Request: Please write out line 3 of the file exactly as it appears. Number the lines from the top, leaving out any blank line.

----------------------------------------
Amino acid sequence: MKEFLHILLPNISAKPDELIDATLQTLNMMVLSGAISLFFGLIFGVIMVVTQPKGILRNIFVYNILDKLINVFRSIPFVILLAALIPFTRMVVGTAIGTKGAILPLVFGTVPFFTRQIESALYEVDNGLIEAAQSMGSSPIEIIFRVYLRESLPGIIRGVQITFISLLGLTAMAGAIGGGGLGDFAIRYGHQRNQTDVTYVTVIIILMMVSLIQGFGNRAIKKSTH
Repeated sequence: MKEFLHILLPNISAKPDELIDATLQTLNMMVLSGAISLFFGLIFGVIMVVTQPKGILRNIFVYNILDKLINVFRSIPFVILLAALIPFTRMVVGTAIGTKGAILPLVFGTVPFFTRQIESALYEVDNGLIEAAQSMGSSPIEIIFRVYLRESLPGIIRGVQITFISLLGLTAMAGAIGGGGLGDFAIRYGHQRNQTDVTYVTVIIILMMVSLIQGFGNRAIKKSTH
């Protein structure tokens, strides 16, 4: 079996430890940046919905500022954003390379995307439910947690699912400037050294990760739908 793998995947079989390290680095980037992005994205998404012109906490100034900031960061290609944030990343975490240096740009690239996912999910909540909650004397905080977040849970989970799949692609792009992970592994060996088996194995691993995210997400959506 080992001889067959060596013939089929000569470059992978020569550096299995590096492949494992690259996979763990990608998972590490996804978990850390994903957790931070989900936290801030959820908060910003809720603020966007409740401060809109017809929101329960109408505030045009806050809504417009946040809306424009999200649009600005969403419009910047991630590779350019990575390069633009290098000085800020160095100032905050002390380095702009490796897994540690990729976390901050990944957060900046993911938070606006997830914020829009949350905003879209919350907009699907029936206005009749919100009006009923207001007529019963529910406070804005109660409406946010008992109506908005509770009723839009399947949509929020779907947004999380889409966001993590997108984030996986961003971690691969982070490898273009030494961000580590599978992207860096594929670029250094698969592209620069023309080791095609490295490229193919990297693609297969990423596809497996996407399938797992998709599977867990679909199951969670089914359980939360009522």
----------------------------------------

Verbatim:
């Protein structure tokens, strides 16, 4: 079996430890940046919905500022954003390379995307439910947690699912400037050294990760739908 793998995947079989390290680095980037992005994205998404012109906490100034900031960061290609944030990343975490240096740009690239996912999910909540909650004397905080977040849970989970799949692609792009992970592994060996088996194995691993995210997400959506 080992001889067959060596013939089929000569470059992978020569550096299995590096492949494992690259996979763990990608998972590490996804978990850390994903957790931070989900936290801030959820908060910003809720603020966007409740401060809109017809929101329960109408505030045009806050809504417009946040809306424009999200649009600005969403419009910047991630590779350019990575390069633009290098000085800020160095100032905050002390380095702009490796897994540690990729976390901050990944957060900046993911938070606006997830914020829009949350905003879209919350907009699907029936206005009749919100009006009923207001007529019963529910406070804005109660409406946010008992109506908005509770009723839009399947949509929020779907947004999380889409966001993590997108984030996986961003971690691969982070490898273009030494961000580590599978992207860096594929670029250094698969592209620069023309080791095609490295490229193919990297693609297969990423596809497996996407399938797992998709599977867990679909199951969670089914359980939360009522």